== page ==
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(Reuters)

Oracle to Buy Web Service Provider Dyn

Features Dow Jones Newswires

Oracle said Monday that it would buy web service provider Dyn, a company the came into the public eye after it was hit by a large-scale internet attack in October that left dozens of popular websites unreachable for parts of the day.

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Dyn, based in New Hampshire, is among a handful of companies operating domain-name-systems that help direct traffic across the internet. Dyn's domain-name-system services are crucial cogs in helping internet users reach websites by allowing web addresses -- Netflix.com, for instance -- to take users to their final destinations.

Oracle is rapidly building out its cloud business, particularly in the markets of selling access to web applications and selling access to tools to program and manage apps as well as analyze data, as companies shift more of their computing operations off site and into the cloud.

Oracle said Monday the deal gives its clients access to unique internet performance data that can help them optimize infrastructure costs and maximize revenue. Dyn works with companies to help their websites load faster and are more reliable as their traffic flows across the web.

Terms of the deal weren't disclosed.

The October attack highlighted how the internet, which is designed to ensure its own stability by distributing control of the network across millions of computers, can still prove vulnerable to targeted assaults.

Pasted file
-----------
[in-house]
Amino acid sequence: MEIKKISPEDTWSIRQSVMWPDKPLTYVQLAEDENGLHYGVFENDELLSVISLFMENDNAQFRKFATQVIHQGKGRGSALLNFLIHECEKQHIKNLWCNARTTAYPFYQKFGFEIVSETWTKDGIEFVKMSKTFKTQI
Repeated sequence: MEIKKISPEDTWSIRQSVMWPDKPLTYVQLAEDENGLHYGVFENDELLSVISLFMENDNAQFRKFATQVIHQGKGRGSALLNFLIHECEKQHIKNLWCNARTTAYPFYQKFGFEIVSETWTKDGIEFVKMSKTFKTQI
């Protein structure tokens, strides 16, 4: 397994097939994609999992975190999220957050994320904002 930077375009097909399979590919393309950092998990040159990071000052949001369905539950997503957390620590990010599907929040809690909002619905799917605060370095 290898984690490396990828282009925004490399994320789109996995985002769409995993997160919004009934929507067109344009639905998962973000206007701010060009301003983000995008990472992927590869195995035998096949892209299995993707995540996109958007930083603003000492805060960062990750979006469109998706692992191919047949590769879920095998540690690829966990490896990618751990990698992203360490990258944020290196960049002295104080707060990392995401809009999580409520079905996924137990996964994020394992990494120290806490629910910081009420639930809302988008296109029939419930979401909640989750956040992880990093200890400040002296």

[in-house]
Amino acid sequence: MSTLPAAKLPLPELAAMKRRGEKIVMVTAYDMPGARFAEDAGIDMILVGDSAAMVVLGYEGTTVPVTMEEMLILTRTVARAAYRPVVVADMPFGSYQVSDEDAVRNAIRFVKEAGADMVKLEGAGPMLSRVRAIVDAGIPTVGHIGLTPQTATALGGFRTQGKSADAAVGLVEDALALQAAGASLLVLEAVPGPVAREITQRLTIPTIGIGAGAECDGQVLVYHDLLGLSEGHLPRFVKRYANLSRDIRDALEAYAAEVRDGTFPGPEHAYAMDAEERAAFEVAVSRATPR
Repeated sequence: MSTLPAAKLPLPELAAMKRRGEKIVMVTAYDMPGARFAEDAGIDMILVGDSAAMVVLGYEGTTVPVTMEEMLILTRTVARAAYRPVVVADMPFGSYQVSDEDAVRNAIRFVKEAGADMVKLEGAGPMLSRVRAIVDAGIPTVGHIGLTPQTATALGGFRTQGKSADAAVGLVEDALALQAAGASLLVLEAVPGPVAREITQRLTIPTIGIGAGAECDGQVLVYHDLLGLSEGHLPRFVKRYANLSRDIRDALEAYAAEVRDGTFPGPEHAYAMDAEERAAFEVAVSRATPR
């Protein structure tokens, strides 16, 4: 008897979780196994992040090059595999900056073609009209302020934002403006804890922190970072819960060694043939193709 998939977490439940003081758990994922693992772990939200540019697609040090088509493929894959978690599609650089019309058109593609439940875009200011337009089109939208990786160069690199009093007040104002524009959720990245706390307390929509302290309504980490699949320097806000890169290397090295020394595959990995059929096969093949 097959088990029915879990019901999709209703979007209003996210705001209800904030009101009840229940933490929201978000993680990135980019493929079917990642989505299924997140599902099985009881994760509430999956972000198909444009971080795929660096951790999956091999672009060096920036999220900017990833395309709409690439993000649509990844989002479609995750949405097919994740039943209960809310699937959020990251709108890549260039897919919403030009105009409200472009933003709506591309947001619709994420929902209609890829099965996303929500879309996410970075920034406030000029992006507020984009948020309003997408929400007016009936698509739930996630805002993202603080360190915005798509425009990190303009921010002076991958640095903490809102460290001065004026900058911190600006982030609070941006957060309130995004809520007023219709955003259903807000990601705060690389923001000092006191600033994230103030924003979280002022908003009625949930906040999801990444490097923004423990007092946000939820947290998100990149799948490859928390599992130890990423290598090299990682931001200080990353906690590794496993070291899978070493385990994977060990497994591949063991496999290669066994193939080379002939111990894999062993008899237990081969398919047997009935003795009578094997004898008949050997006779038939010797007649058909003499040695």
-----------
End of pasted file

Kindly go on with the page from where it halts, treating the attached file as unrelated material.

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Dyn said the disruption came in the form of a distributed denial-of-service attack, in which devices connected to the internet flooded Dyn's computers with junk data, blocking legitimate users. Dyn said it had seen traffic coming from "tens of millions" of internet Protocol addresses.

Founded in 2001 as Dynamic Network Services Inc., the company grew out of a project of several students from Worcester Polytechnic Institute. Co-founder Jeff Hitchcock, who is on Dyn's board, created the company to be a directory of internet devices for consumers, according to Dyn's website.

The company has since expanded as more nontechnology companies demanded specialized services to keep their websites and corporate IT networks running smoothly. In 2014, it acquired Renesys, another New Hampshire technology firm known for its advanced internet research. Dyn now has several hundred employees.

Write to Austen Hufford at austen.hufford@wsj.com

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